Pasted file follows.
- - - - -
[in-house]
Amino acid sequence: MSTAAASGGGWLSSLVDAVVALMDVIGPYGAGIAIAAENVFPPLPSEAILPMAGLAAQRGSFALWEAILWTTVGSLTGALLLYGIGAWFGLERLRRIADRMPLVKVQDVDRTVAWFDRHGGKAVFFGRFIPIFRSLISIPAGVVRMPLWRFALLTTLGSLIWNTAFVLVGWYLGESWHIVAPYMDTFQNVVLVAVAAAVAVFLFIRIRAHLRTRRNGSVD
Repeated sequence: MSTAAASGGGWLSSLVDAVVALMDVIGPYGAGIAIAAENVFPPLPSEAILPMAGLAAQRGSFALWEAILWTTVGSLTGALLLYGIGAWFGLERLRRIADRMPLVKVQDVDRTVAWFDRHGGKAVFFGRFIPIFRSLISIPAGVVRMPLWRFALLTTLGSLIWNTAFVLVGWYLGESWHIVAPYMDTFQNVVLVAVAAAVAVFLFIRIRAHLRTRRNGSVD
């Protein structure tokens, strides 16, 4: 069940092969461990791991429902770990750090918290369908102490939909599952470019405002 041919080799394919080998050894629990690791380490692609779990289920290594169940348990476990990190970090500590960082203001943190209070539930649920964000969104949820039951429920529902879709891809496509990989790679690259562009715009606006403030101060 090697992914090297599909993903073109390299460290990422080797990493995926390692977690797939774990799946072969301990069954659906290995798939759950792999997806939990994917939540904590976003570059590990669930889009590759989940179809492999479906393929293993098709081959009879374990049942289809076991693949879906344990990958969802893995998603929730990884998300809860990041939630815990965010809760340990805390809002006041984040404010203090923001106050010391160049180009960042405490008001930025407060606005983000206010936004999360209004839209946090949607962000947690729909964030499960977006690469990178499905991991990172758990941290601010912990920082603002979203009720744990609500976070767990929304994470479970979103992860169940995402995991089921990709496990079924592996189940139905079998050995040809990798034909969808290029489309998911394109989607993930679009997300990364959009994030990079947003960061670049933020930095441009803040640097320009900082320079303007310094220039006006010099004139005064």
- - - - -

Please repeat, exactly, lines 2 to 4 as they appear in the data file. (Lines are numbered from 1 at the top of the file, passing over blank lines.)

Amino acid sequence: MSTAAASGGGWLSSLVDAVVALMDVIGPYGAGIAIAAENVFPPLPSEAILPMAGLAAQRGSFALWEAILWTTVGSLTGALLLYGIGAWFGLERLRRIADRMPLVKVQDVDRTVAWFDRHGGKAVFFGRFIPIFRSLISIPAGVVRMPLWRFALLTTLGSLIWNTAFVLVGWYLGESWHIVAPYMDTFQNVVLVAVAAAVAVFLFIRIRAHLRTRRNGSVD
Repeated sequence: MSTAAASGGGWLSSLVDAVVALMDVIGPYGAGIAIAAENVFPPLPSEAILPMAGLAAQRGSFALWEAILWTTVGSLTGALLLYGIGAWFGLERLRRIADRMPLVKVQDVDRTVAWFDRHGGKAVFFGRFIPIFRSLISIPAGVVRMPLWRFALLTTLGSLIWNTAFVLVGWYLGESWHIVAPYMDTFQNVVLVAVAAAVAVFLFIRIRAHLRTRRNGSVD
């Protein structure tokens, strides 16, 4: 069940092969461990791991429902770990750090918290369908102490939909599952470019405002 041919080799394919080998050894629990690791380490692609779990289920290594169940348990476990990190970090500590960082203001943190209070539930649920964000969104949820039951429920529902879709891809496509990989790679690259562009715009606006403030101060 090697992914090297599909993903073109390299460290990422080797990493995926390692977690797939774990799946072969301990069954659906290995798939759950792999997806939990994917939540904590976003570059590990669930889009590759989940179809492999479906393929293993098709081959009879374990049942289809076991693949879906344990990958969802893995998603929730990884998300809860990041939630815990965010809760340990805390809002006041984040404010203090923001106050010391160049180009960042405490008001930025407060606005983000206010936004999360209004839209946090949607962000947690729909964030499960977006690469990178499905991991990172758990941290601010912990920082603002979203009720744990609500976070767990929304994470479970979103992860169940995402995991089921990709496990079924592996189940139905079998050995040809990798034909969808290029489309998911394109989607993930679009997300990364959009994030990079947003960061670049933020930095441009803040640097320009900082320079303007310094220039006006010099004139005064």